The Comptroller and Auditor General (CAG) report for the year that ended in March 2016, mentioned that the amount locked in pending tax cases is close to INR 8 trillion, and it is estimated that the government pays INR 50 billion as interest on the disputed tax deposited by the assessee in ITAT. An overwhelming statistic, isn’t it?
In 2015 alone, 40,000 cases were filed across the 28 Income Tax Appellate Tribunals (ITAT) and as per April 2016 data, more than 90,000 cases overall, were still pending. So, if disputes are expensive, not only for the parties involved but also on the government, a question that comes naturally to the mind is what is being done about it?
Some initiatives but what was their effect?
The government has been trying to deal with the burden of disputes in various ways, two of which we would like to highlight:
- In December 2015, it set the minimum amount in dispute to be at 10 lakhs for filing appeals in ITAT.
- In 2016, it introduced the Direct Tax Dispute Resolution scheme, where the taxpayer can settle the disputed by payment of the disputed tax and 25% of the penalty amount.
While the income tax department has recently commenced with the issuance of Income Tax Return Statistics, however, there is no such data available for specific ITAT’s especially to gauge the success of these initiatives.
So we decided to look for answers within, that is on our database of income-tax cases.
ITAT Mumbai – The Bellwether
We believe that the disputes at Mumbai ITAT are a good representation of the bigger problem and its data over the years can be used to check the success or failure of these initiatives. Most number of cases are filed in this forum, and it is the source for some of the most significant tax disputes.
The data presented here is from financial year 2010-11 to 2016-17. We have downloaded this data from the ITAT Mumbai website. For our analysis here, we have ignored 2017-18 data as the year is still in progress.
Also Read: Speed Check of ITAT Forums
First the Good News!
The graph shows that the disputes being filed show a downward trend, and initiatives of the government are paying off to an extent. Also, ITAT Mumbai has disposed more cases in FY 2015-16 and 2016-17 compared to the earlier period. Tax litigants should take heart from this trend, especially because Mumbai ITAT deals with several high value and complex tax appeals.
Yes, there is a big but here, the cases from earlier years are piling up. Approximately 20% of cases (2000 cases) filed in 2010-11 are still pending. And cumulatively, until 2016-17, more than 26,000 cases were still pending in the Mumbai ITAT, which are almost 30% of the cases for all ITATs.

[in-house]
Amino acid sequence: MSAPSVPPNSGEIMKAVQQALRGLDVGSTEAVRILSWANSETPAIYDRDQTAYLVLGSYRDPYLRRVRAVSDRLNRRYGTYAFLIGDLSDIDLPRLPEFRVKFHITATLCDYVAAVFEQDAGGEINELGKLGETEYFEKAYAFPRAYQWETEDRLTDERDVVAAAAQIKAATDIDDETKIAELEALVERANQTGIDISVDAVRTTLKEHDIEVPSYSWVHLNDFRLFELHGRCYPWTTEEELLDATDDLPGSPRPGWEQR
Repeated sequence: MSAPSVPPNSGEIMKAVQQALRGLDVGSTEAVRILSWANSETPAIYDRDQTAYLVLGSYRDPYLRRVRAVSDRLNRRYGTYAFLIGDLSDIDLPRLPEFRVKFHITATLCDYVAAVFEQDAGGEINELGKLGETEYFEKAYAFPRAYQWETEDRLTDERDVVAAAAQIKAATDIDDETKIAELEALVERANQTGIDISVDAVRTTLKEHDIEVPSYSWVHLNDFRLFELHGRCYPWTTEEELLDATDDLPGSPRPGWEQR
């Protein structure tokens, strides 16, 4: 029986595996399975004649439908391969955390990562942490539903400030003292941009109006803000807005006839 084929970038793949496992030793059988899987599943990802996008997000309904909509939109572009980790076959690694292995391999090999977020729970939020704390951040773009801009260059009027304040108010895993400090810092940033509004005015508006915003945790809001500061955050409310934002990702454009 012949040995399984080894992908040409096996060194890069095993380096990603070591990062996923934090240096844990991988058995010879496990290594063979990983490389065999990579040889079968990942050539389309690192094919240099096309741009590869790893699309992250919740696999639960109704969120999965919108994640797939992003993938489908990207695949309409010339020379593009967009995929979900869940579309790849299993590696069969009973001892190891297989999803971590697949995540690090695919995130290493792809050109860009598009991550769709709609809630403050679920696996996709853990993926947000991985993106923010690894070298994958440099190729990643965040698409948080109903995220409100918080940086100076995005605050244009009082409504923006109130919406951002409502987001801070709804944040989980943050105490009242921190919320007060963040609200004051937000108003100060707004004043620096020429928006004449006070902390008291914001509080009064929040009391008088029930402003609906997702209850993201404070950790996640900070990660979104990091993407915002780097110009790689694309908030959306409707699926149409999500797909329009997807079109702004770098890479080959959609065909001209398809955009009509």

To analyze the timeline of disposal of cases on a more granular level, we have mapped the data of the disposed cases, to show the period of time of disposal.
The data in the box plot indicates that the number of outlier cases was very high in the 2011-12, 2012-13 and 2013-14 at 9.8%, 10.5% and 7.5% respectively. The number of outlier cases has reduced over the years indicating that ITAT in recent years has started fast-tracking long pending cases. This also makes predicting the timeline of a case easier. While the number of outlier cases has reduced, the overall duration of disposal for most cases has increased.
Overall the average time for disposal of a case is still very high especially since this is not the first forum for redressal of dispute but a forum for appeal.
(Written by Anuj Sharma, Product Counsel, & Rutuja Udyawar, VP Analytics, @ Riverus.)
How to read the box plot?
We’ll take the example of the year 14-15 in the above box plot to explain.
A. Of all cases decided in 14-15, the blue box represents the time taken in years for the mid-50 percent of cases, here it spans from 1.5 to 3 years. The horizontal line inside the box indicates the median.
B. The vertical line below the box represents about 25 percent cases that have taken less than 1.5 years.
C. The vertical line above the box represents cases, that have taken more than 3 years, (here it is about 20% as there are many outliers).
D. The stars represent cases that are outliers, cases which do not follow the normal trend.
Click here to know more about Boxplot.